• Culture , Personal Stories , Places and things we love , Positive News

What makes a good cafe?

Is it the ambience? The range of cakes? The offering of single origin beans, obviously nicaraguan is the bean of the moment. Obviously.
Cafe culture is an interesting phenomenon. It’s something that’s been going in other countries for years. In Europe it’s always been acceptable to soak up the sun in the Paris plaza’s and Italian piazza’s. In Australia and New Zealand it’s a huge deal, families, friends and workmates will sit for hours in cafe’s working, chilling out, gossiping.
Yet this relaxed nature just somehow doesn’t seem quite. British.
When I was younger we never went to cafes. They weren’t really a ‘thing’, there were greasy spoons that called themselves cafe’s. My town’s equivalent was a terrifying place called ‘Sweet Vienna’. The women in there were the stuff of nightmares and let’s not even talk about the food.
Or cafes were places that we took my Nana when we didn’t know what to do with her. We went to Ruskington garden centre and ate scones that pretended they were freshly made and drank tea.

However this has all changed. Cafes are this strange mix between restaurant and coffee bar. They’re expected to have it all, they need to have the relaxed feel of your lounge, the food of a michelin star restaurant and the coffee hand delivered and ground by wood nymphs who picked the beans under a blue moon.

As someone who spent years in the service industry and worked for a few of Sheffield’s most well respected establishments I know the pressure of creating such an environment. You have to look and be cool but not too cool. Dress trendily, but nothing offensive. Be polite and charming but know when to step away.
It feels like a never ending battle of finding the balance.
However, whilst it may sound like I’m belittling the cafe culture. I’m not. I love it. Absolutely love it, I’m a self professed hipster coffee grinding lover. I know the difference between my Kenyan’s and my Ethiopians, I refuse to go anywhere without my aeropress and tut at places that don’t have at least two gluten free options on the menu. Horrendously pretentious I know.

I am aware that not everyone is as vaguely pretentious as me however, so when compiling this list I did try to bear that in mind. Whilst there are hundreds of these articles everywhere, we as team Deliverd have decided to create our own. So, here we go, a dictionary of cafes according to us


  • The Bhaji Shop/Thali Cafe
    Still not hugely well known this cafe is an absolute winner. Authentic Indian cuisine served with love and a smile.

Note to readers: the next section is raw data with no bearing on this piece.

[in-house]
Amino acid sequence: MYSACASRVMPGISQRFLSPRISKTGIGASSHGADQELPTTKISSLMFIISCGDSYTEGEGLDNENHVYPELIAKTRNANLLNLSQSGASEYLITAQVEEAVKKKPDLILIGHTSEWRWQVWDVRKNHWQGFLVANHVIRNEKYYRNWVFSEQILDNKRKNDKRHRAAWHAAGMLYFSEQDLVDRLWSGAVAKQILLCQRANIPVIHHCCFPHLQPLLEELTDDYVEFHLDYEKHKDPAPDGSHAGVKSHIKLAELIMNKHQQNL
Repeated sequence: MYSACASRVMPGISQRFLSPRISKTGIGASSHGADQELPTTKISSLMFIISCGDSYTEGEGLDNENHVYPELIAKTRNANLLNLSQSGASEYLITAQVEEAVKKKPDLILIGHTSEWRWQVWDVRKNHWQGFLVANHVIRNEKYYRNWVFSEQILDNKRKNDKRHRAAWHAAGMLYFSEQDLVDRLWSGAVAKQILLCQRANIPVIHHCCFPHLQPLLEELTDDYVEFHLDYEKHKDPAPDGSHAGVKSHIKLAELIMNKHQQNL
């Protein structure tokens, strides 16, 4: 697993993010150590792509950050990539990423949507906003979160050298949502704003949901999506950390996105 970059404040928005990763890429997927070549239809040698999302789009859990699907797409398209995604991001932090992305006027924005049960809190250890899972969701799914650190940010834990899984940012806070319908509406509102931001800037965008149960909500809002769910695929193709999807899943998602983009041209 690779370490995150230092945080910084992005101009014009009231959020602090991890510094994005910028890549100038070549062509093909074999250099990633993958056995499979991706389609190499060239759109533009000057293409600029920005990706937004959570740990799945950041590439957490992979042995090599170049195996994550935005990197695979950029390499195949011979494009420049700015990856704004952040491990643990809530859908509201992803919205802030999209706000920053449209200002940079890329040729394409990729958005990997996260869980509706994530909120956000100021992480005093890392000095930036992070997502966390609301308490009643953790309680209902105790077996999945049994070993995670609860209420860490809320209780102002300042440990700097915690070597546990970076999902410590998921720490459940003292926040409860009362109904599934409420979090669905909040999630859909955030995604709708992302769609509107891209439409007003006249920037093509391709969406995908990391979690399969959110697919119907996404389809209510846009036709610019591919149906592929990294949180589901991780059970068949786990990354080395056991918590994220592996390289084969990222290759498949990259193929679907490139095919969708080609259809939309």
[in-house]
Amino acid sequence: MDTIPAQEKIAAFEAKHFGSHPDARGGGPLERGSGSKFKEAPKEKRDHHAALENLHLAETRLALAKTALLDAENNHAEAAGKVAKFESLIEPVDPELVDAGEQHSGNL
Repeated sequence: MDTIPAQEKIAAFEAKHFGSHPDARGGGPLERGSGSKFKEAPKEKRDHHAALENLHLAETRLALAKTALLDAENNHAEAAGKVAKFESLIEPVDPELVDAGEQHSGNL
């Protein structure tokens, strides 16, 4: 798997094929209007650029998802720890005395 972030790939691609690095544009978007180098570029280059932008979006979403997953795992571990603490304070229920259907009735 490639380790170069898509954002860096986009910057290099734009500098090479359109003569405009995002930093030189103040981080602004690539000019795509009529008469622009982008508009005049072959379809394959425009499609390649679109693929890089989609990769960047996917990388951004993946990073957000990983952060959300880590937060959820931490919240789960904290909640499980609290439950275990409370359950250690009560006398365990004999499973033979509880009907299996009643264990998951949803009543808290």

I am also a huge fan of BYOB. Not sure why but I think it’s great.
    The Thali plates are ridiculous, I’m still talking about the first one I ever had, which was a seafood biryani. As someone who always goes for fish curries this still has to be one of my best ever. All served with their famous onion Bhajis as well. Who doesn’t love a good onion Bhaji!?
  • Tamper: The Battle
    Ok. So yes I’m biased. Really biased. Anyone who knows me knows that I worked for Tamper for quite a while, but you know what. So what. I’m proud to have worked for Tamper. Their coffee is great, as is the food. Plus I know how much work goes into running it. Whilst there might be a wait to get in sometimes you all know that their hollandaise sauce is worth it.
    Plus their coffee is to die for. Yes. It’s not supposed to be boiling hot. That means it’s burnt.
    However, I still can never decide if I prefer the cosiness and serenity of Westfield Terrace which means I can chat to Chris about his fantastic beard, or the hustle and bustle of Sellers Wheel where I spent many many days serving flat whites.
  • Bragazzis
    Bragazzis is a bit like a hug in a mug for me. I spent a fun filled summer living above Bardwells Electronics which meant that Bragazzis was a stone’s throw away for me. Coffee and Croissants were a morning fixture.
    Their coffee is undeniably good, but what’s also lovely is sitting in the leather chairs with a paper, a perfect americano and one of their sandwiches. Made on salty rosemary focaccia with authentic italian ingredients you could easily be in Verona and not bat an eyelid.
    The staff are lovely and it’s been going forever. They must be doing something right
  • Forge
    I don’t want to be one of those people. However, I remember when Forge opened. Way before the bigger cafe, when they were a tiny shop on Abbeydale road right near Brigazzis. I would purposely leave for work ten minutes early so that I would have time to grab a croissant to scoff on the bus.
    It’s all just got so much better since they opened their proper cafe. Have you been for breakfast yet? No?! What’s wrong with you!? Sort your life out and get down there. Now.
    Oh, and don’t miss out on their pizza nights, the arancini are to die for.
  • Steam Yard Coffee
    I’m thinking I might be a tad biased towards coffee. However, Steam Yard is lush. Very small so easily feels packed but the service is always attentive enough that it doesn’t matter. Coffee is great and they serve some of my favourite doughnuts going. Housemate is addicted to the apple and cinnamon one. The eclectic furniture and style feels cosy and comforting and the atmosphere is always creative and buzzing.